It's not as if I haven't given serious thought to what to do here.
But I think it's easy from where you sit, to jump to conclusions, to twist the evidence.
You don't see the intricacies.
Do you want to help me with those intricacies? I'd like to hear more about your session this week, why you decided to see Sunil free of charge, what your thinking was.
I'm also curious about what I see as your clear identification with Sunil, how strong it might be.
What does that mean? How much you see yourself in him.
Look, I know what "identification" means.
I'd like to know what you're talking about.
You've spoken many times about his experience as an immigrant, the depth of his alienation, something you've also encountered.
You're both around the same age, lead somewhat isolated lives.
-Do you have any reaction to what I'm saying? -I'm enjoying it immensely.
Just let me know when you're done, okay? I'm done.
Okay, so it's my turn now? Yes, I do have a great deal of sympathy for Sunil.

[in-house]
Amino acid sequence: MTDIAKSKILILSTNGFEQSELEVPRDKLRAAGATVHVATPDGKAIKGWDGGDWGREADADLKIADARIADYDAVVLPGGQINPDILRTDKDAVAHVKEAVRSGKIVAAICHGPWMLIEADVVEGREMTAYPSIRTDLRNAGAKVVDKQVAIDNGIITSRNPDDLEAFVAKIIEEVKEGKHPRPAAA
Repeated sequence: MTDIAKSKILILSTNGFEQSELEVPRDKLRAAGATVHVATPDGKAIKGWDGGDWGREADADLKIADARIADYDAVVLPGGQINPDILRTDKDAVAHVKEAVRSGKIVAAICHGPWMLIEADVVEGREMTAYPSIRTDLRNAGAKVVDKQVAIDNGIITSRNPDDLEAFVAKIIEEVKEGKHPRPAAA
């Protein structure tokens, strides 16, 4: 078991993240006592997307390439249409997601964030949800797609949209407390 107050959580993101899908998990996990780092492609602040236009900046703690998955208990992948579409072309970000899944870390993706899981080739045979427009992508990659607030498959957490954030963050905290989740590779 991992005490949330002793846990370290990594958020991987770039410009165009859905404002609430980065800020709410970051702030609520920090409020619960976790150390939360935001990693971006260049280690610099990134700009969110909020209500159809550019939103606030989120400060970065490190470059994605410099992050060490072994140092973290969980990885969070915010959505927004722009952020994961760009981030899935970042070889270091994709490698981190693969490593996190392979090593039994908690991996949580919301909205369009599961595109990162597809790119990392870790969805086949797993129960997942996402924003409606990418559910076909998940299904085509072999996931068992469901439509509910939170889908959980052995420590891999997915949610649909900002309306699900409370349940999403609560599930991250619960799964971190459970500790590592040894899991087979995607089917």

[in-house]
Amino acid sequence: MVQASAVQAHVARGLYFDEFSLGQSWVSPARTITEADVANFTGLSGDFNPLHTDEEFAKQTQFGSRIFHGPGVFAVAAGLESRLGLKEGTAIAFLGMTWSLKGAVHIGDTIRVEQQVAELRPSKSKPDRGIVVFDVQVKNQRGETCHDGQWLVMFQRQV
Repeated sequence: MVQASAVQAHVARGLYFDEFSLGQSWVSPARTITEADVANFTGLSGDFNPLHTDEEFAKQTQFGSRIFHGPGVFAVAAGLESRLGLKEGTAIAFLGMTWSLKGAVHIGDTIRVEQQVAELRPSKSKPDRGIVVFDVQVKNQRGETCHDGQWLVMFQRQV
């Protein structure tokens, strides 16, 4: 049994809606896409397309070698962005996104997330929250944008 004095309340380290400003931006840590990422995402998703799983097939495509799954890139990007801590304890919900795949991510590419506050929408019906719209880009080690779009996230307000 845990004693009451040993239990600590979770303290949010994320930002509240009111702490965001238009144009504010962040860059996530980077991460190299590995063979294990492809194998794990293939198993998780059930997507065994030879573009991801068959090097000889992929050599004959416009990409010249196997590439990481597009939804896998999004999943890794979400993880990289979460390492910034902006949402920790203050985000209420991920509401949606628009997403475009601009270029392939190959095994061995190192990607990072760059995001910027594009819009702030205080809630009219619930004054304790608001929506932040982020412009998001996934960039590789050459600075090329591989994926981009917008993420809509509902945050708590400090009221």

And I feel that I've got a special window into his struggles.
But it doesn't mean that I've somehow lost perspective.
The truth is, I have an instinct about him.
It's just I can't explain it.
It's a gut feeling that I have sitting opposite him.
I just know I just know he's not a violent man.
And I have to admit, I'm kind of having a hard time following your reasoning.
I know you think that I'm avoiding a decision, that I'm overinvested, that I'm in denial, whatever way you want to put it.
But you see, I see it as me taking a bold step.
I've offered to see this man for free in order to keep him in treatment.
The treatment he desperately needs, which, by the way, it has been working.
And still, you seem to criticize me for it.
Why are you convinced it's working? Because, look, the therapy gives him an outlet for his anger.
I've gotten him to express himself, to reveal these violent fantasies instead of letting them fester inside of him.